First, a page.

A series of restorations, upgrades and enhancements are being carried out at generating station A. This also includes works to enhance safety, production and reliability for the extended life of these units.
The upgradation work includes the replacement of the pressure tube, steam generator, main condenser and feed water heater. It also includes the enhancement of electrical systems, Shutdown System 2 (SDS2) and significant other maintenance. In addition, fuel channels one and four will be replaced, and the nuclear systems, including steam generators, will be upgraded along with the refuelling of first two units.
Installation of 480 new calandria tubes in Unit 2 of Bruce A was completed by August 2010. Composed of zirconium alloy, the tubes are 6m long, and 13cm in diameter. They are placed horizontally in the reactor vessel and house fuel channel assembles. During operations, these assembles hold uranium fuel.
The loading of 5,760 fuel bundles into 480 calandria tubes of Bruce A’s Unit 2 began on June 2011 and was completed in approximately one month. Fuel loading in Unit 1 was completed in November 2011. All fuel bundles were loaded manually by the operators.
The CANada Deuterium Uranium (CANDU) is a pressurised heavy-water reactor (PHWR) invented in Canada during the 1950s-60s. The moderator used by the reactor is deuterium-oxide. Fuelled by natural uranium, CANDU’s reactors differ from other moderate reactors as the former uses heavy water for nuclear moderation.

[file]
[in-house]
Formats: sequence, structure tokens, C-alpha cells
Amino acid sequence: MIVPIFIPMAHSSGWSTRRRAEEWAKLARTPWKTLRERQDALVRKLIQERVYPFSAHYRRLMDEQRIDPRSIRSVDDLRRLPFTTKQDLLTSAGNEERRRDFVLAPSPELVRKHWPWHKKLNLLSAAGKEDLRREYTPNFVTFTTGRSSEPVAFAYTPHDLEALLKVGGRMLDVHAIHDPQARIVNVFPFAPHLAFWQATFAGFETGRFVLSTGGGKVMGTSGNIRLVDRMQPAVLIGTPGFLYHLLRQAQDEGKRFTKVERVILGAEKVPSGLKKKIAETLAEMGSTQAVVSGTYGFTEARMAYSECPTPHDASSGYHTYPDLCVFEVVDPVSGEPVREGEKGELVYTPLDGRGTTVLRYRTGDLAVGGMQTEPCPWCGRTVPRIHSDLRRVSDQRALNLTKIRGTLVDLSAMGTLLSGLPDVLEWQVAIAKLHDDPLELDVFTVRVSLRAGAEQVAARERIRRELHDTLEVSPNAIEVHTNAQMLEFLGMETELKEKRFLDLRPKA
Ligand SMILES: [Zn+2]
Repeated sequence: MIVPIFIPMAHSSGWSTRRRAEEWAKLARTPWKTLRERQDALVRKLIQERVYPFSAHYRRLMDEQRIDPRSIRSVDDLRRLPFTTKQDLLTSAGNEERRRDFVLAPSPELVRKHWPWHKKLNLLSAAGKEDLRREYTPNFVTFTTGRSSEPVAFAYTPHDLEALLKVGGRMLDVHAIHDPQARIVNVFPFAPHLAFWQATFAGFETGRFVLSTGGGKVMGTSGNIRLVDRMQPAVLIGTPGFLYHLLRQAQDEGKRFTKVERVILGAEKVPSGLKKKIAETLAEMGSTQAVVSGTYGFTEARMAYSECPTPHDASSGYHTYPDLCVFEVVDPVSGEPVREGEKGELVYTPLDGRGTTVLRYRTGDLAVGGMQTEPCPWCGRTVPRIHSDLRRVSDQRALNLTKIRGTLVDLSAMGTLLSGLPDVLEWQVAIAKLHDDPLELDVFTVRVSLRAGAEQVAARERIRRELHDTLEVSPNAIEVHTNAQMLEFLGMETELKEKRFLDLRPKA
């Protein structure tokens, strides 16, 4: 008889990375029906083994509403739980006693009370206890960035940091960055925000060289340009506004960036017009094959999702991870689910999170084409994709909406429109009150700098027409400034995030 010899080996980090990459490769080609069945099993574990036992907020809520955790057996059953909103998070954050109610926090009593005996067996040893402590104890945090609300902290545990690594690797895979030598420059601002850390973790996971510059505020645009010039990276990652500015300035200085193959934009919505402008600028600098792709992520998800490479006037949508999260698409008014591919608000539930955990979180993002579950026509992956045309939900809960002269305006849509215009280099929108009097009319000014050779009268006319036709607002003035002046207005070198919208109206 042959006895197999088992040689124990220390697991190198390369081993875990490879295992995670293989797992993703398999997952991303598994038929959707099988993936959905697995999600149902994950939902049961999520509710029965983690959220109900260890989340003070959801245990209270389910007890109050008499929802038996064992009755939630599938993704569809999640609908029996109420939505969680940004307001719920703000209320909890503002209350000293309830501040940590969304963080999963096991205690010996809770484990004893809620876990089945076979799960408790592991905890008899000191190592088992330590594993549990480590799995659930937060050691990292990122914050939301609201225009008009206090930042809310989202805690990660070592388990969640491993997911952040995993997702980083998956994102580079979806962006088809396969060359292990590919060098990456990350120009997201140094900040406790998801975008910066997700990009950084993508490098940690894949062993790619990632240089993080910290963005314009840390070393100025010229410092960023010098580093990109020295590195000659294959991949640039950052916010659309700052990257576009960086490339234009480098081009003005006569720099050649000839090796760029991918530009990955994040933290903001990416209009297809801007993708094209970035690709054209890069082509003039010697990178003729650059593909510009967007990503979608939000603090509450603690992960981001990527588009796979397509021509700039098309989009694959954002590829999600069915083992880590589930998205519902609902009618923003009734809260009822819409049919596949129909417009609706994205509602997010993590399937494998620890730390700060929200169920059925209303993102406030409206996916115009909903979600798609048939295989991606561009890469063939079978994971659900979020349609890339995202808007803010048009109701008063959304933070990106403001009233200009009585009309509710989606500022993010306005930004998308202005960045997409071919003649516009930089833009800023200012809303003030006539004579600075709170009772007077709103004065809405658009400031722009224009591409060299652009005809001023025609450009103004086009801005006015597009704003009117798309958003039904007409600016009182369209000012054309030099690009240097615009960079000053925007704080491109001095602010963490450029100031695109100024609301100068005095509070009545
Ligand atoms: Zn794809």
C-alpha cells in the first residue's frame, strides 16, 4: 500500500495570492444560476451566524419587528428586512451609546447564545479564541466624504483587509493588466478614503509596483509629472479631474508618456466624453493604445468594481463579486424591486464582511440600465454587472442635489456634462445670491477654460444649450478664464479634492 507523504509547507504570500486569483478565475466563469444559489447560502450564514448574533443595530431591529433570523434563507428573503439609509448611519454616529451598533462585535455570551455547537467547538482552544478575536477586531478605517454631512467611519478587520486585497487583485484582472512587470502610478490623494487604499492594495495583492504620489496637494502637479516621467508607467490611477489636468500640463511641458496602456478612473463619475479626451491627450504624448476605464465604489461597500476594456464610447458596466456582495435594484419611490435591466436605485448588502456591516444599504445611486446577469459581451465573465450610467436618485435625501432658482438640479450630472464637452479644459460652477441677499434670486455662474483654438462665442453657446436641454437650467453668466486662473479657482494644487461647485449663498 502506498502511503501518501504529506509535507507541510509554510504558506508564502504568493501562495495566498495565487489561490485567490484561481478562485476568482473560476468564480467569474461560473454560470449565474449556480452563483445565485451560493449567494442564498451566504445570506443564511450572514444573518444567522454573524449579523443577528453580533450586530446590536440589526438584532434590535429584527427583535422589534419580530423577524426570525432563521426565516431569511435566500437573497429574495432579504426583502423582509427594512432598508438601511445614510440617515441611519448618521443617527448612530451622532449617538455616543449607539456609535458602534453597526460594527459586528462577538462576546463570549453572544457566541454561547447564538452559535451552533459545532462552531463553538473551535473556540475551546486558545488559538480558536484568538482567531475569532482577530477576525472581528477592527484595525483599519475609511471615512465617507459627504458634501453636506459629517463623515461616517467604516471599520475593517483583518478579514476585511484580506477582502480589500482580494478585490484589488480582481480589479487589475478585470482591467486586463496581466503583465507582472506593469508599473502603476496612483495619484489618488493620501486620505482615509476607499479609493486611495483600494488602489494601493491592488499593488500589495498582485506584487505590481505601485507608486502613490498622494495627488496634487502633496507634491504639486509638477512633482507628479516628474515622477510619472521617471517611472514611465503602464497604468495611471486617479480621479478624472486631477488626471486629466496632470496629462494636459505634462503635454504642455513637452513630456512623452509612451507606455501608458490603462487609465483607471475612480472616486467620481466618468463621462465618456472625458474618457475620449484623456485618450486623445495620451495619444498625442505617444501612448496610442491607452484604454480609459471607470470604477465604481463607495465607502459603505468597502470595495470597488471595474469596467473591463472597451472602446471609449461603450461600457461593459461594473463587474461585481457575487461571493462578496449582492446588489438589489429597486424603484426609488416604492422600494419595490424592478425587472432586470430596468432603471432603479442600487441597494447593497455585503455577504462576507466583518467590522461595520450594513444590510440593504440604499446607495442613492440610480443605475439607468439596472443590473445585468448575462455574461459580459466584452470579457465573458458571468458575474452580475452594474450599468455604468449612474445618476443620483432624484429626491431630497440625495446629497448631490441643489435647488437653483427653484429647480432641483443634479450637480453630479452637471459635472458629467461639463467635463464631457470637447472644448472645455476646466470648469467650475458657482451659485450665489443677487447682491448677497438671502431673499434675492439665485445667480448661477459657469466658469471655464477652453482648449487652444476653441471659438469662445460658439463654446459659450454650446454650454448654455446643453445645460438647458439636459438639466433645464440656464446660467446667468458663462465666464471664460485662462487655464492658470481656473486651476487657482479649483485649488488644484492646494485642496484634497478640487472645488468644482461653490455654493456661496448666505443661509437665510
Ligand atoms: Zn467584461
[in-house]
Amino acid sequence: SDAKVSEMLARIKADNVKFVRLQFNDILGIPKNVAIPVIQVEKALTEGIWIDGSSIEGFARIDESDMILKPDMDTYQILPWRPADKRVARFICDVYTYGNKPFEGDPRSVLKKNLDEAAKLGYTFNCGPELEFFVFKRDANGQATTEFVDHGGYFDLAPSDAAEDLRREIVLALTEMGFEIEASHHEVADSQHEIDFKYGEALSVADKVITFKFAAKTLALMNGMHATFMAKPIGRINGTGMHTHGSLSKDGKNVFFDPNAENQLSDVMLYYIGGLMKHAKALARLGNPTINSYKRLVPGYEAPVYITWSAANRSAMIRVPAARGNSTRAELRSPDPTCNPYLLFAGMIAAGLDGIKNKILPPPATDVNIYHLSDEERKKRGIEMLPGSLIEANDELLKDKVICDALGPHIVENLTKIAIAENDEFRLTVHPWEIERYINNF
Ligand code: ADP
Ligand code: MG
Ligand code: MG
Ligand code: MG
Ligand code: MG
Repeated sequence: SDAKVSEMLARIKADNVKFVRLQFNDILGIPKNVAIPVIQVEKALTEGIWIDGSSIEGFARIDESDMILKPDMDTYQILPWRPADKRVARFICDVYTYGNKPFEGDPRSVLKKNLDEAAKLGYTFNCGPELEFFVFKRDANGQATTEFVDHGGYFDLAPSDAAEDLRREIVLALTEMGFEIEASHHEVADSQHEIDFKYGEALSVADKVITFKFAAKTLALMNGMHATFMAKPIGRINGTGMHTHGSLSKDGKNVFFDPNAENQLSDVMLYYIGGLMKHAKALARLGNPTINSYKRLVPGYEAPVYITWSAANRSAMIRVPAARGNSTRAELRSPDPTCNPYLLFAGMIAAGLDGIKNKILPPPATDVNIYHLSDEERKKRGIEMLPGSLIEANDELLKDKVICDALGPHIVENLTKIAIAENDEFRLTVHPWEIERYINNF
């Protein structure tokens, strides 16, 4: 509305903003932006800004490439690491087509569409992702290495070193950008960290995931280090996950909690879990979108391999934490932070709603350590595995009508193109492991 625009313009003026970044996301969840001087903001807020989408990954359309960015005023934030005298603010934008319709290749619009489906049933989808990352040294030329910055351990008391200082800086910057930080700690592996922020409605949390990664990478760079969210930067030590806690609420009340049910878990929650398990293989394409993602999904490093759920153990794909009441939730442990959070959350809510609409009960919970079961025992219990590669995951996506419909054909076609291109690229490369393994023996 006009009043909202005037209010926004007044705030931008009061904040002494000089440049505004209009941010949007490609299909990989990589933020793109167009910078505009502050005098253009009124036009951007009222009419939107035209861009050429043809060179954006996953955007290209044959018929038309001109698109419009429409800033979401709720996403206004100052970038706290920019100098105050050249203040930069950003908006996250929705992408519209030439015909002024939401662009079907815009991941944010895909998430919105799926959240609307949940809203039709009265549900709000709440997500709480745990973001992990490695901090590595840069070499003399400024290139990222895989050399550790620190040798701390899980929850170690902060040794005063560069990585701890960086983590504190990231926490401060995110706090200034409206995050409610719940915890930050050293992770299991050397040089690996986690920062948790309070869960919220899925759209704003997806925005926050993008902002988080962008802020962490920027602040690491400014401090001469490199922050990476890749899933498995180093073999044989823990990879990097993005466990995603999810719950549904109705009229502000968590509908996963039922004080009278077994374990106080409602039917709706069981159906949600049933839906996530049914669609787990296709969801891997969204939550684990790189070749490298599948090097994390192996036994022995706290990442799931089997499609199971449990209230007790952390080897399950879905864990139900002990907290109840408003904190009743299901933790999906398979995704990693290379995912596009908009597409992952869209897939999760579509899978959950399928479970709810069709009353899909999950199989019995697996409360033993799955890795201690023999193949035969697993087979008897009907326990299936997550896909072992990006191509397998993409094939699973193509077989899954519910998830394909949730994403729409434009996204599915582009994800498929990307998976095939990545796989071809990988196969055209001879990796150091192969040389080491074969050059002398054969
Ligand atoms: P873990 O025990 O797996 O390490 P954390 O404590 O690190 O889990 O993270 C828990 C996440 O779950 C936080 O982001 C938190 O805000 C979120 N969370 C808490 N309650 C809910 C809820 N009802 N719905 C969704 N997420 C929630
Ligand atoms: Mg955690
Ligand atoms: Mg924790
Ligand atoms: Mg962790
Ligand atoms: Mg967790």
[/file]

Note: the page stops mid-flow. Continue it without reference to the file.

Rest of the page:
The PHWR was developed jointly by Atomic Energy of Canada (AECL), OPG and General Electric Canada, along with several private industry participants.
The power plant incorporates SmartSignal’s predictive-analytic software for optimising its performance and the maintenance of equipment. SmartSignal provides solutions for the early detection of equipment and process failures, in-house and flexible services, implementation roadmap and customer base.
The SmartSignal project is being carried out in three phases: the first phase, completed in mid 2009, included the delivery of SmartSignal’s solution, which enabled the Performance Engineering Group (PEG) to obtain trending information related to the performance of six key systems and their operating units.
The second phase involved the automatic collection and analysis of process data for providing warning trending information concerning potential equipment failure on an early basis through the PEG.. The project’s third phase includes refurbishment with the implementation of SmartSignal’s EPI Centre solution on its two nuclear units, which are scheduled to restart in 2012.
The power generated by BPGS is transmitted to major load centres and local areas. The transmission system comprises five lines of various ranges to connect Bruce area with rest of the Ontario.
Two of the five lines are 500kV and transmit power to the major load centres, Milton station and Longwood station. The remaining three double-circuit 230kV lines supply power to stations in the Kitchener, Orangeville and Owen Sound areas.
The network has the capacity to transmit around 5,000MW of power from the generating station.